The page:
They also seemed to use outboard gear from every decade, including some of John Lennon’s old MXR pedals that Sean brought in, more current favorites such as Eventide H3000 and 3500s, and offbeat choices like a vocal effect pedal called a Toka and some unnamed “cheap echo/space effect things.” According to Tom Schick, who engineered the first part of the tracking dates, the group used a number of different compressors and limiters, including Fairchild 660s and LA-2As on the vocals, and an RCA BA6 on the bass. They also had a Pultec MB-1 that used to be a mic-pre but was modified to be a limiter. Shaw says he used an Imperical Labs Distressor almost exclusively for compression/limiting.
Songs were tracked to a Studer A27 through the Neve 8038 at Sear Sound. Mixing duties were nearly split between Shaw and the Butcher Brothers, with Dan the Automator manning the boards for “Sunday” and Zak from the band Buffalo Daughter on “Clouds.” As Butcher Brother Phil Nicolo explains, mixing the album was not their only responsibility: They added some new samples to “King of Silence,” reworked “Sci-Fi Wasabi” and had Hatori write more lyrics for “Moonchild.” The only problem was that, a couple songs into the mixing sessions, the band had to leave for an Australian tour. To keep their deadline, the Butcher Brothers would mix a track, burn a CD and then overnight it to the band’s location. The band would then give a listen and send back detailed notes.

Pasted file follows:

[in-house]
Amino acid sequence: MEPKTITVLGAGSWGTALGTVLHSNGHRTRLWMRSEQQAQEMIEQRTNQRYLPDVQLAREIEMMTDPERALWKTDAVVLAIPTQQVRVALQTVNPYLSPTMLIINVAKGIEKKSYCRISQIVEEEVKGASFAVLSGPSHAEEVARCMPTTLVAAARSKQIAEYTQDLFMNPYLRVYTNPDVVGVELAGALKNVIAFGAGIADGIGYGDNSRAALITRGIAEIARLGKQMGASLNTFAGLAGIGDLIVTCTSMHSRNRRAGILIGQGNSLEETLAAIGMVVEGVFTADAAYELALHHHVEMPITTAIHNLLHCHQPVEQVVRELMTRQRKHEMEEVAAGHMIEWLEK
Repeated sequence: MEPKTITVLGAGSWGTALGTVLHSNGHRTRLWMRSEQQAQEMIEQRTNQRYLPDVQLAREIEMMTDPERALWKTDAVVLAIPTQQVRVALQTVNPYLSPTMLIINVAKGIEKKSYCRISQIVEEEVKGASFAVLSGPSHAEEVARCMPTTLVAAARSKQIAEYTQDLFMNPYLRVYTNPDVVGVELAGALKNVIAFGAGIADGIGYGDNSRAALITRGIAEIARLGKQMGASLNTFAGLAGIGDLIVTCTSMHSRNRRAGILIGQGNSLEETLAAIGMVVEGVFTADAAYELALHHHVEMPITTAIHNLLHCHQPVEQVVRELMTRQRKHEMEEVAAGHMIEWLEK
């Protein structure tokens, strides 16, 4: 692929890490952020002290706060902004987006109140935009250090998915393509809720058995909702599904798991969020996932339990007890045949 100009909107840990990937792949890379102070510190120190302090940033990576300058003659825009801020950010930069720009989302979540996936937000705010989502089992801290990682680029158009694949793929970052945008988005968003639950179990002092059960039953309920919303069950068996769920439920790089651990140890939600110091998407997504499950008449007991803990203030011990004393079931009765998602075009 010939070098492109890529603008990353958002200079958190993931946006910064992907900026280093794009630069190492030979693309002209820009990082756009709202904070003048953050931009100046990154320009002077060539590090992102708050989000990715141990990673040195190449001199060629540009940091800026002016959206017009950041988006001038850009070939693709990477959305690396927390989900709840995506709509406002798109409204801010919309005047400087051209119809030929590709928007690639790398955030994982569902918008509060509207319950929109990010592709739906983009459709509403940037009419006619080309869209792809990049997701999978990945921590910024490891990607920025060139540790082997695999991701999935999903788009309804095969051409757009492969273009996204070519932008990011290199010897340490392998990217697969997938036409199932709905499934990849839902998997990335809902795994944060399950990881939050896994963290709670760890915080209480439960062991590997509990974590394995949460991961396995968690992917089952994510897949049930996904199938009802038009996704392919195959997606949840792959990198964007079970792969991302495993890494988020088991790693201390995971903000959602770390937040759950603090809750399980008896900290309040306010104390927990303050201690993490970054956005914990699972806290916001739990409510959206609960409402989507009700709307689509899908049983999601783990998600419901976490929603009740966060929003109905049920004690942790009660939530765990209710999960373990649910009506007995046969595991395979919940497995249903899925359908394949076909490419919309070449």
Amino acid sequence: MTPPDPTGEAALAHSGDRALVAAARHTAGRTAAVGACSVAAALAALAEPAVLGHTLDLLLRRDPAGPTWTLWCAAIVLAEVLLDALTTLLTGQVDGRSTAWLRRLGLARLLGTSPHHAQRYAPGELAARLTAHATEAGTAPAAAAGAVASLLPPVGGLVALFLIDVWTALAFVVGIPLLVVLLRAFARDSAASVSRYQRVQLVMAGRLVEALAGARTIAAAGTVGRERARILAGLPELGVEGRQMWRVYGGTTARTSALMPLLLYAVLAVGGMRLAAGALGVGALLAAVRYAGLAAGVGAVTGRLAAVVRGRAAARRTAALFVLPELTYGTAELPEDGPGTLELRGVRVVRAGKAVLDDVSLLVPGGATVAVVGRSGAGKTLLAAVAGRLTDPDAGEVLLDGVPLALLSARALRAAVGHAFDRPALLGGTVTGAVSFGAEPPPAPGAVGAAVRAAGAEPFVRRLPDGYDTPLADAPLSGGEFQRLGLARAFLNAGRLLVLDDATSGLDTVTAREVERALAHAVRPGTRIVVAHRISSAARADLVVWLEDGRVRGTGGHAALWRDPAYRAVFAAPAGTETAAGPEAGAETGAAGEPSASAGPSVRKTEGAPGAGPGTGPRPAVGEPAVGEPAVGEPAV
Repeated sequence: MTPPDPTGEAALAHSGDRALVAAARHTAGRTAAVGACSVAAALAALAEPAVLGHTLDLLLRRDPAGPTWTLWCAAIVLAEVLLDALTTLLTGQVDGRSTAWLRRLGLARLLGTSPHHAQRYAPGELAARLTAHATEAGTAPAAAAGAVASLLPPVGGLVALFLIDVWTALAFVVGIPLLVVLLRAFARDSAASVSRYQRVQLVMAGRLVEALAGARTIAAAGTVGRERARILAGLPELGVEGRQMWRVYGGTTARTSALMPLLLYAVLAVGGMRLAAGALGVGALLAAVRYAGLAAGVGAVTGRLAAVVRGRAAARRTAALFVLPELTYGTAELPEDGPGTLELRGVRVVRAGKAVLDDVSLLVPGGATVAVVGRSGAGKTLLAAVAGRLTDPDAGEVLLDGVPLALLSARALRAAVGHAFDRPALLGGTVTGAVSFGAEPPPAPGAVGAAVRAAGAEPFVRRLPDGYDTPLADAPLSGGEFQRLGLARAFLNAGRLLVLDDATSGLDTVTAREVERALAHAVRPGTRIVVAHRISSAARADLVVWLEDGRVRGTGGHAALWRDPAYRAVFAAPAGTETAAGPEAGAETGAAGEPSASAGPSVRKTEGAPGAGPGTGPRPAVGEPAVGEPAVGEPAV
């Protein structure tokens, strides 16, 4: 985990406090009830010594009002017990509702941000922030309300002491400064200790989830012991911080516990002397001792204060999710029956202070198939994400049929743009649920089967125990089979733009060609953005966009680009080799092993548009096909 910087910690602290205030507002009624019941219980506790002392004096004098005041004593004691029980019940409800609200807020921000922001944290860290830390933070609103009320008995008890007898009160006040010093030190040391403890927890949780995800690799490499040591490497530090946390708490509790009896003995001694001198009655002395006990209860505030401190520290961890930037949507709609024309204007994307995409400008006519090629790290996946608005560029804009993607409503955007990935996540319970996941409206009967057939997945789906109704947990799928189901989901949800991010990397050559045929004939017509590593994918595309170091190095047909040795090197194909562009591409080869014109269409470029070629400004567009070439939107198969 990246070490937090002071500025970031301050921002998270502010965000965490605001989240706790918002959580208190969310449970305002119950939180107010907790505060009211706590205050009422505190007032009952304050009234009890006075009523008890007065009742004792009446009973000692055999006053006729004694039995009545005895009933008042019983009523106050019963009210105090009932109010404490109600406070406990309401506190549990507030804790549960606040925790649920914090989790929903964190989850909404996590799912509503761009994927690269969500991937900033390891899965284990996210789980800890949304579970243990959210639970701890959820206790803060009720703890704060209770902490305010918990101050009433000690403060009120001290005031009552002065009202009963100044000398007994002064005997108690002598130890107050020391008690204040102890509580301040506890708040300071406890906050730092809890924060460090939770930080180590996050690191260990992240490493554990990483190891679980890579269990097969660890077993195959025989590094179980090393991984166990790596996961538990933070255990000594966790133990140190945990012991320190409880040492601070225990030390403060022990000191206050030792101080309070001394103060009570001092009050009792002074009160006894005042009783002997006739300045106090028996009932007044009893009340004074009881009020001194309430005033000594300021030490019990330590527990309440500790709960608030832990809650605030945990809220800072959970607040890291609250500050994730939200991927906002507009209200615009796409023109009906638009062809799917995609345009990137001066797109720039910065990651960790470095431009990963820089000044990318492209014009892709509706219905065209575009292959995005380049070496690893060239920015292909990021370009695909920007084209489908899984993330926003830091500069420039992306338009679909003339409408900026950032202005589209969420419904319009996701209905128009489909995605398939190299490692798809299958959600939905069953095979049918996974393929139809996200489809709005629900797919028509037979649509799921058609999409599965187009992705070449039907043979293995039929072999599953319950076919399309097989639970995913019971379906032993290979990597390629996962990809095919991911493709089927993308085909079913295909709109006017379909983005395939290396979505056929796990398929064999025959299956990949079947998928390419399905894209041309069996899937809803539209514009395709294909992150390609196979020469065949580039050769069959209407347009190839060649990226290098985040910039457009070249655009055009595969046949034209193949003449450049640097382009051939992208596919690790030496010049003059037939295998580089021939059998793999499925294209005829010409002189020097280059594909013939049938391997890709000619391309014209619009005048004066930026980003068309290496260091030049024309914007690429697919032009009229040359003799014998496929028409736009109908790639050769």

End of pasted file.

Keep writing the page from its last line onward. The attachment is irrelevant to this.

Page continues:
“They knew exactly what they wanted,” Nicolo remembers. “So, it would be like ’23 seconds, guitar left side, lick needs to be a half-a-dB louder. At 43 seconds, main pad needs more reverb; 1:10, background vocal harmony needs to be louder.’ They would listen to it very closely and then give me very specific directions in some cases, but in other cases it would be a mood thing. Like at the end of ‘Lint of Love’ they wanted it to be really interesting and different, so she gave me images: ‘I want the feeling of a woman crying in childbirth or the feeling of a man crying in a phone booth.’ You go, ‘A man crying in a phone booth?’ There so many images that come to mind with that kind of stuff.”
Nicolo has high praise for Honda, noting that “There wasn’t a single song on the tape that I pushed up and went, ‘Oh, yeah, Roland 803, setting three.’ Every sound, every loop was like, ‘Wow, this is cool, this is different.’ She did a great job putting the sonic palette together.”